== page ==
Archive | August, 2015

Curious about finding the right youth sports program for your child?

25 Aug

Many parents ask the questions, how do I know which sports program is right for my child, or what questions should I ask before enrolling my child in a sports program?  These are valid concerns and are addressed in the article below.

We would love to hear first hand from parents out there if you have any advice or better questions parents should be asking when looking for a program to enroll their child in so please feel free to blog your comments!

Happy Monday!



The 2015 Tennis US Open is almost here! August 31-Sept 13, 2015!

18 Aug

I smell Fall!  While some of us are in the throes of football season rearing its head, others of us are gearing up to watch one of the best Tennis Grand Slams!  That’s right!  The glorious US Open!  I always get a warm, fuzzy feeling during this time of year as Summer draws to a close and the excitement is in the air for Fall sports.  Yes, I am very excited about Football season as well, but the US Open really rattles my cage.  I may be a bit biased around Tennis, however.

I won’t go on any enlightening tangents today, but will provide you all with the official site for the US Open.  Get your tickets while they’re hot!

Ace and Vollie play some tennis

Ace and Vollie will be there spreading their magic dust from court to court so that each player can be the best they can be!

Back to the Basics

17 Aug

Ok, so we have touched on several topics over the past couple of weeks.  To re-cap, we discussed that children need to be motivated from within and then we discussed the how’s of that.  Today’s topic of discussion will be….drum-roll……

Why in the world do children even want to play sports?  Parents, this may be a shocker to you, but in many a research study conducted, the word “winning” never occurred.  We live in a world where fierce competition is at the forefront of much of what we do, but for children, this concept may have an entirely different meaning than we, as adults, perceive it.  In a study conducted by the Australian Sports Commission, they found that children typically play a sport to:

1.) Have fun and develop fitness

2.) Make friends

3.) Enjoy competition (notice, ENJOY, being the key word)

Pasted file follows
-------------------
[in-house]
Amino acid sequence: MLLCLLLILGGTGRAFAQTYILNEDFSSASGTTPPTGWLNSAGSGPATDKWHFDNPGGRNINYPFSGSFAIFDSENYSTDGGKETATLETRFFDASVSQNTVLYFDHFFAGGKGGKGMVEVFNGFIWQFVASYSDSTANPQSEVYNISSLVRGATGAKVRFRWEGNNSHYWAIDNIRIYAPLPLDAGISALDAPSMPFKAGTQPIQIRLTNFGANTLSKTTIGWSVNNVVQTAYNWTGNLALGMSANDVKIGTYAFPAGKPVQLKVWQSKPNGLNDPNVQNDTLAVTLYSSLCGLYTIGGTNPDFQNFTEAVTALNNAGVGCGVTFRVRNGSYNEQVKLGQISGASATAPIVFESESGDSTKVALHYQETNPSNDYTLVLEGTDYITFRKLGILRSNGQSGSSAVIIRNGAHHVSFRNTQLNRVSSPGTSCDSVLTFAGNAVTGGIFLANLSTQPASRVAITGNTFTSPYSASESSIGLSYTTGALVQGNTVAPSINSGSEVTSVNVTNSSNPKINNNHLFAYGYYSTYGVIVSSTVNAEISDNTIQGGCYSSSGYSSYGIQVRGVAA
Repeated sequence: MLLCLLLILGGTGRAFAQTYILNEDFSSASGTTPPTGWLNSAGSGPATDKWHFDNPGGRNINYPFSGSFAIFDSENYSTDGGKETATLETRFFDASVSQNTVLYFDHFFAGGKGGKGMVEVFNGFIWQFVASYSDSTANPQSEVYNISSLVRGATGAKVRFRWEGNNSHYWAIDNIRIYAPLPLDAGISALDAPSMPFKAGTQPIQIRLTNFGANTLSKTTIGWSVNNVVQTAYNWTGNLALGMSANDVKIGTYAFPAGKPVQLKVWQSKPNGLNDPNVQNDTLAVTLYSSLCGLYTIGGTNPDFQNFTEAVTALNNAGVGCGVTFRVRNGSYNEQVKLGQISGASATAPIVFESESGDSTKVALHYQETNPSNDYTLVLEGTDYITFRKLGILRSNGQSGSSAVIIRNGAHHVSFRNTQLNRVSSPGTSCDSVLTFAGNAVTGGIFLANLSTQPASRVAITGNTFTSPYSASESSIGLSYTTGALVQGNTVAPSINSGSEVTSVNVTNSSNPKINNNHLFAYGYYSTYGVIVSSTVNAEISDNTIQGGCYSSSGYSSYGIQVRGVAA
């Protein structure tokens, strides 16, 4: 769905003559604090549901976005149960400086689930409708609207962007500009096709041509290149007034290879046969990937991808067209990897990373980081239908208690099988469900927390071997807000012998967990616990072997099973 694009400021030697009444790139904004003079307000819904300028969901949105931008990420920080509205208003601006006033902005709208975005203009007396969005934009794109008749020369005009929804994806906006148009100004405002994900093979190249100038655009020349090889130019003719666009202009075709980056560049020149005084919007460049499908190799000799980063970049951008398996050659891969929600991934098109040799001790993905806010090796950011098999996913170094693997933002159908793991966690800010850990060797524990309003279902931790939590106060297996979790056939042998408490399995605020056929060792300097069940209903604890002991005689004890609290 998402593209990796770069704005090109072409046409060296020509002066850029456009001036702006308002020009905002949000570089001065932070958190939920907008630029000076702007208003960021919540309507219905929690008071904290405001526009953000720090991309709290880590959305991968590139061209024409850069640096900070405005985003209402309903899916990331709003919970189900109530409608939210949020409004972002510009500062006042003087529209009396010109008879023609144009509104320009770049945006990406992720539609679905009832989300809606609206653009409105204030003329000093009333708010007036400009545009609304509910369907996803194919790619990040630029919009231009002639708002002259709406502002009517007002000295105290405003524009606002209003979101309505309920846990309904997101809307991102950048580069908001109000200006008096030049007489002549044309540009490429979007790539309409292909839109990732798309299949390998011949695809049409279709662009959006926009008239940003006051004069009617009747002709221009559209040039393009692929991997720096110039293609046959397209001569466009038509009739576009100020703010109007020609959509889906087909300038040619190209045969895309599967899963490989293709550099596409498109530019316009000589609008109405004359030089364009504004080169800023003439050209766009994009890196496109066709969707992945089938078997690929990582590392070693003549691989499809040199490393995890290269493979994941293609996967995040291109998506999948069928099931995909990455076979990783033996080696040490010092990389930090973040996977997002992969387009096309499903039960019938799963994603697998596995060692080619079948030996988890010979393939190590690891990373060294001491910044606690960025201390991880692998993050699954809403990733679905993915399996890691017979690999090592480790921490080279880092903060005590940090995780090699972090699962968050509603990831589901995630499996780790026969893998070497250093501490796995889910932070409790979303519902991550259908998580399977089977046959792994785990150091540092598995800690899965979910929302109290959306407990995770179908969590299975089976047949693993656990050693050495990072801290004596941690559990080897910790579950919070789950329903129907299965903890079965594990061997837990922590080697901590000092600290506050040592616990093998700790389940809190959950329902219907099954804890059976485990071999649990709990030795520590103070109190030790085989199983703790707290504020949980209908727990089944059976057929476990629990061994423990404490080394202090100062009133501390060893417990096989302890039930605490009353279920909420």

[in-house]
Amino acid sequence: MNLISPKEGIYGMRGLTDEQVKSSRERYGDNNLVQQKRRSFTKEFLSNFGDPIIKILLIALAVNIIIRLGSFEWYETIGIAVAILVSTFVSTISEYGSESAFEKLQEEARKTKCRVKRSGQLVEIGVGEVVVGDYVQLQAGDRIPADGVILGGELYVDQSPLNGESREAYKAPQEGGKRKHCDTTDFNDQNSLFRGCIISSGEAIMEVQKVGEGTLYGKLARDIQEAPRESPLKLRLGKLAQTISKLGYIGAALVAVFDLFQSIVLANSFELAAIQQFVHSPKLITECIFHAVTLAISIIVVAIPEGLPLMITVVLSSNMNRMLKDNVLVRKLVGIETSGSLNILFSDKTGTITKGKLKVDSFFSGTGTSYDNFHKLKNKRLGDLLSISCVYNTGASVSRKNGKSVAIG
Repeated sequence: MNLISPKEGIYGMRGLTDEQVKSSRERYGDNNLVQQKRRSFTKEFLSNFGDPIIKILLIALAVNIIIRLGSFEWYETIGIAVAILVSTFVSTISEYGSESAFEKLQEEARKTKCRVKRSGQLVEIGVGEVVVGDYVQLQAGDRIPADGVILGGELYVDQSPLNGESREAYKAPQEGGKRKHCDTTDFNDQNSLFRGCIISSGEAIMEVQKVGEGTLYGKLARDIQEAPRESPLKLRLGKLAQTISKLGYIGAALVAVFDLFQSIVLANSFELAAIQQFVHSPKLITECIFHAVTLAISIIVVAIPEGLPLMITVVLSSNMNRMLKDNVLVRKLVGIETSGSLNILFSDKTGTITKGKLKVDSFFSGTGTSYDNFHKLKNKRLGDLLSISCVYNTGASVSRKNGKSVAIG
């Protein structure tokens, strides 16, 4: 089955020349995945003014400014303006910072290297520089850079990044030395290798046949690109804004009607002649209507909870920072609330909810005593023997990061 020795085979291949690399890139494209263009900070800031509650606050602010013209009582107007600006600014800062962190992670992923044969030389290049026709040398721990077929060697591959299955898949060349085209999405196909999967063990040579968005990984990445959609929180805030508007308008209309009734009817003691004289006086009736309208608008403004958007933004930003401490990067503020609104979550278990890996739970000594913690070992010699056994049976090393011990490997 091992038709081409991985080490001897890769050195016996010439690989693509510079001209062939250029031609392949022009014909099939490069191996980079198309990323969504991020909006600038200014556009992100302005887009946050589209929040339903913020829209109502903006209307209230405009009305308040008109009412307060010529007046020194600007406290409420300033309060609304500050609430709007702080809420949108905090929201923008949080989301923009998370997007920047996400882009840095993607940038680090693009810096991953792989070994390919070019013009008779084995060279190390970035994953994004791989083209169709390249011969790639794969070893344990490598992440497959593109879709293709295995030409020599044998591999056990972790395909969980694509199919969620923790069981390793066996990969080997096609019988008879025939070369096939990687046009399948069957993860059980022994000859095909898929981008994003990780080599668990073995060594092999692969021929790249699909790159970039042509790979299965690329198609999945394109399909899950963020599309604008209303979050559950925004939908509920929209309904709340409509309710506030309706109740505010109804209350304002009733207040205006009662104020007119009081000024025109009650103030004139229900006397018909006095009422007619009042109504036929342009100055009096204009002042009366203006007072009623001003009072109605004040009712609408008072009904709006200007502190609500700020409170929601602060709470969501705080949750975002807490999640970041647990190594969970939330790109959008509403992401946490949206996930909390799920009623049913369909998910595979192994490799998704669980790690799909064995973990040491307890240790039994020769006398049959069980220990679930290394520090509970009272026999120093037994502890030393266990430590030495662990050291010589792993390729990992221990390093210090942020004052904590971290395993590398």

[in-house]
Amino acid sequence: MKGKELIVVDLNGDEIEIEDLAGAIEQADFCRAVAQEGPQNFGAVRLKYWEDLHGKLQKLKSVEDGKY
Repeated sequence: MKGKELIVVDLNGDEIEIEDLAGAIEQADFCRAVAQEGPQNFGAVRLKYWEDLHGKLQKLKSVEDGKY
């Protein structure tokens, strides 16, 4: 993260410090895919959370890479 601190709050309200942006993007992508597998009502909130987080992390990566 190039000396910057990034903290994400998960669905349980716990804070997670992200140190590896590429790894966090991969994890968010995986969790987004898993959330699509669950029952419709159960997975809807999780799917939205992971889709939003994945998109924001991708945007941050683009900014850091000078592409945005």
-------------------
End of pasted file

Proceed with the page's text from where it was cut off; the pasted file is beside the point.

4.) Be Challenged

When these needs are not met, children tend to drop the sport.  Not all people are created equally.  We all know this saying, right?  However, somehow, this doesn’t seem to translate over into the children’s world of sports too often.  We are seeing more and more that Coaches and parents alike, are presuming that every child is/should be on the same level as their peers, and if they are not, well then, that’s just too bad.  Children need to be challenged depending on their level of ability, meaning that this may call for more work/creativity from Coaches.  If a more advanced athlete is among an athlete that may not have the same abilities or be able to catch on as quickly, this shouldn’t mean that the Coaches give them responsibilities the same as their peers.  It simply means that maybe the workouts are tailored differently according to the ability of the young athlete.  This does not mean, however, that it slows the training/advancements of another athlete that may be a higher performer, but it does mean that a coach will have to go the extra mile to tend to athletes with different abilities.  Too often children are feeling left out because the advanced athletes are the central focus, causing them to lose interest and quit.

Let’s take another look at an article that emphasizes top reasons why children play sports.

Here, they have seen that most prevalent when children are asked, “why do you want to play a sport?”  the answer is, “to have fun”. So, to close out, let’s get back to the basics folks.  Sports can be a beautifully rewarding thing for your children.  Let’s keep them playing by positive reinforcement and tailored activities for children with different abilities because remember, not all people are created equally. 😉

Happy Monday!


SO, how do we ignite that spark in children to become motivated from within?

14 Aug

When my sister, brother, and I were growing up, there was nothing digital per se for us to spend our time doing.  Honestly, even if there was, I doubt our mother would have let us dabble in it much.  We were barely allowed TV, much less any type of video game.  Remember old school Nintendo, Super Mario Brothers?  That was all the rage during our childhood, although we didn’t see much of it.  I digress…